Robert McCartney
Robert McCartney
Columnist

Two worlds side by side at the Preakness

BALTIMORE

Walk through a gate in a wooden fence in the middle of the Pimlico racetrack infield at the Preakness, and the world changes.

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On one side, bikini tops and cutoffs. Loud pop music and beach volleyball. Sandwiches from home and bottomless mugs of beer. Big-screen videos for watching the race.

On the other, designer dresses and fabulous hats. Soft jazz and complimentary makeovers at a cosmetics booth. A buffet of beef tenderloin and crabcakes, washed down with seven kinds of wine and single-malt scotch. Seats along the finish line.

It’s no surprise that our society is split by class and caste. But it’s rare to see the divisions so clearly on display in such a small space as they are at the Preakness, held Saturday for the 136th time.

“This is the haves and the have-nots,” said David White, 64, a consultant from Finksburg, Md., as he strolled among the tents in the Corporate Village. Seats are $575 apiece in that part of the infield, the grassy expanse enclosed by the track.

Gesturing to the poor man’s side of the infield, where $60 buys you entry and all the beer you can drink, White added, “The people over there are kind of roughing it. Here, there are no shorts or tattoos. We’re going to go over late in the afternoon and see how drunk they are.”

The Preakness, second event in the Triple Crown, consistently draws the largest crowds of any sporting event in the Washington area or environs. That’s a good thing for Maryland’s legend-drenched but financially besieged horseracing industry. Profits from the Preakness and subsidies from slot machine gambling are the only things keeping horseracing alive in the state.

I give credit to the Preakness’s organizers in the Maryland Jockey Club. They’ve managed to pitch the race successfully to corporate executives and working people.

The well-to-do come to rub shoulders with the elite of Baltimore society and Maryland horse-country gentry. The hoi polloi come mainly to party.

But the two worlds of the Preakness have something in common. In both, many in the crowd know little or nothing about horseracing. They come to one race a year — the Preakness. And they come mainly for the scene. The race is just an excuse for everything else.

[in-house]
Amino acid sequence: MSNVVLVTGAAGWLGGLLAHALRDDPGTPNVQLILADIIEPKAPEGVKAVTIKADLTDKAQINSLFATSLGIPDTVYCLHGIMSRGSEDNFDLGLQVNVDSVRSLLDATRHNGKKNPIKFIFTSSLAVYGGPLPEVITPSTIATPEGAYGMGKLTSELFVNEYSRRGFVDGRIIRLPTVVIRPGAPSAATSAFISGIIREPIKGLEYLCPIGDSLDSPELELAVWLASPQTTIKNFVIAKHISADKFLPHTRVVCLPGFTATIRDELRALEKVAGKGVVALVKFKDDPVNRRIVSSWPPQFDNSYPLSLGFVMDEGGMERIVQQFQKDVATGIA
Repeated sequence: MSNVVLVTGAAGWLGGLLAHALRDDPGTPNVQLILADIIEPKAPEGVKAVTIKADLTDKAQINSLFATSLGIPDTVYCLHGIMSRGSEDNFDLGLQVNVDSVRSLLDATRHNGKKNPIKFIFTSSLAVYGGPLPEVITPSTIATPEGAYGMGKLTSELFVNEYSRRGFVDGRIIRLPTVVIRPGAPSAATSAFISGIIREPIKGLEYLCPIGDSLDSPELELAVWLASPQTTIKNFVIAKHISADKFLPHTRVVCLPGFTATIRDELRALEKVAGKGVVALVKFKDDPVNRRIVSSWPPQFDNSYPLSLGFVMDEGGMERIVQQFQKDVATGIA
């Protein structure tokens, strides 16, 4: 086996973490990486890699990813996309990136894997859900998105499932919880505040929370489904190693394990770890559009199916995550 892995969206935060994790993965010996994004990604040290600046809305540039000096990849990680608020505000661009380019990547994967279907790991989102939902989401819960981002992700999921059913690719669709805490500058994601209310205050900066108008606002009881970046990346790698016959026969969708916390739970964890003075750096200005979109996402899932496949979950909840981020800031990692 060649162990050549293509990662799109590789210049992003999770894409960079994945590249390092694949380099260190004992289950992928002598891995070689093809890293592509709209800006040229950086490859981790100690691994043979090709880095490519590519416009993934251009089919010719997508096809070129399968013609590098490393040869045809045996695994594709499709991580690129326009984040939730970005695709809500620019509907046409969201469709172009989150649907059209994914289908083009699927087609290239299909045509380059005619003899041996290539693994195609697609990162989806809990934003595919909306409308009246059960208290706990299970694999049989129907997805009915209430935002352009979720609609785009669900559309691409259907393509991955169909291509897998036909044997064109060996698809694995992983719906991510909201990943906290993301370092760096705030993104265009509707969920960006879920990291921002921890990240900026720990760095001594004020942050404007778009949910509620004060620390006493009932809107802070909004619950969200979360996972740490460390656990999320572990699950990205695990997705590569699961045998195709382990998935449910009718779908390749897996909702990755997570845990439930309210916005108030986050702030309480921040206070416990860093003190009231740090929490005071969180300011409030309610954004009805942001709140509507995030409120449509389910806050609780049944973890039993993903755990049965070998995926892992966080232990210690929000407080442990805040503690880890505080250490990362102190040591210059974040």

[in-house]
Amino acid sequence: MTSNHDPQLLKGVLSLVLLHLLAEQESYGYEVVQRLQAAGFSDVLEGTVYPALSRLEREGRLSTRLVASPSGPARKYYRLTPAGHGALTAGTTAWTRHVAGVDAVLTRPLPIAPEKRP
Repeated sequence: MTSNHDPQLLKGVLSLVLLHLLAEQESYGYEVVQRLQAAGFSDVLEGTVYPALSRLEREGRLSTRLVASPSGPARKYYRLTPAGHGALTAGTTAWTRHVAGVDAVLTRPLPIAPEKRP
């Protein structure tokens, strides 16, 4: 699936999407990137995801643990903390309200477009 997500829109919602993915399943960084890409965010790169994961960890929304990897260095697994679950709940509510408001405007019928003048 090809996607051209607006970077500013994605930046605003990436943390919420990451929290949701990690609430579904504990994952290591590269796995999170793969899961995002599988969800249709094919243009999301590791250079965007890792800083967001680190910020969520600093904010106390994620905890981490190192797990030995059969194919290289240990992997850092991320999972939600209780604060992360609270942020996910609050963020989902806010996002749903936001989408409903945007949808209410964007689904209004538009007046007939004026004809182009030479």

“We’re not avid horseracing people, but we love the atmosphere,” said Jenni Quinones, 30, a self-employed consultant who flew in from her home in Fort Lauderdale, Fla., and met three friends for the event.

“I enjoy the dressing up and doing something extravagant and seeing the beautiful people,” Quinones said. She wore a large floppy hat and a chic black-and-white dress.

Quinones spoke as she sat on a white couch in an open-air pavilion close to the track, near the finish line in what’s called the Turfside Terrace. That’s one step down from the Corporate Village, but still pretty posh. She paid $275 for the ticket, which included a buffet dinner and beer.

Over on the cheap side of the lawn, where people used blankets or lawn chairs they’d carried in, Terry, a 24-year-old student from Erie, Pa., said he didn’t care about the race. Asked why he drove eight hours to get here, he said simply, “to get as drunk as possible.” He asked that his surname be kept out of the paper to avoid embarrassment.

Of course, a lot of people in the crowd aren’t in the infield at all, but in the grandstand. That’s where the most serious bettors are. They pay attention to the 11 races before the Preakness, which was run shortly after 6 p.m. Scurrying back and forth to ticket windows, clutching sheafs of race information, they look like characters out of “Guys and Dolls.”

But even there, a lot of the action comes from amateurs. Max Baker, 64, a Superior Court judge from Egg Harbor Township, N.J., was poring over racing forms and placing $2 bets. But he conceded: “I come once a year, every year, and have no idea what I’m doing.”

The Jockey Club has drawn criticism for trying to attract a crowd by openly encouraging debauchery in the infield. This year it created a Preakness mascot, “Kegasus,” a centaur that urged revelers to “be legendary” in their partying.

For two years, it has also guaranteed a lubricated crowd by setting a flat rate for free refills of beer in the “mug club.”

“The mug club is hard to beat. You finish a beer, you get another beer,” enthused Ryan Woolverton, 25, a mechanical engineer from Philadelphia. He was also excited because he won a large stuffed horse at a booth by throwing a ball through a toilet seat 24 times. “Fun and mug. That sums up the Preakness,” Woolverton said.

He didn’t mention horseracing.

 
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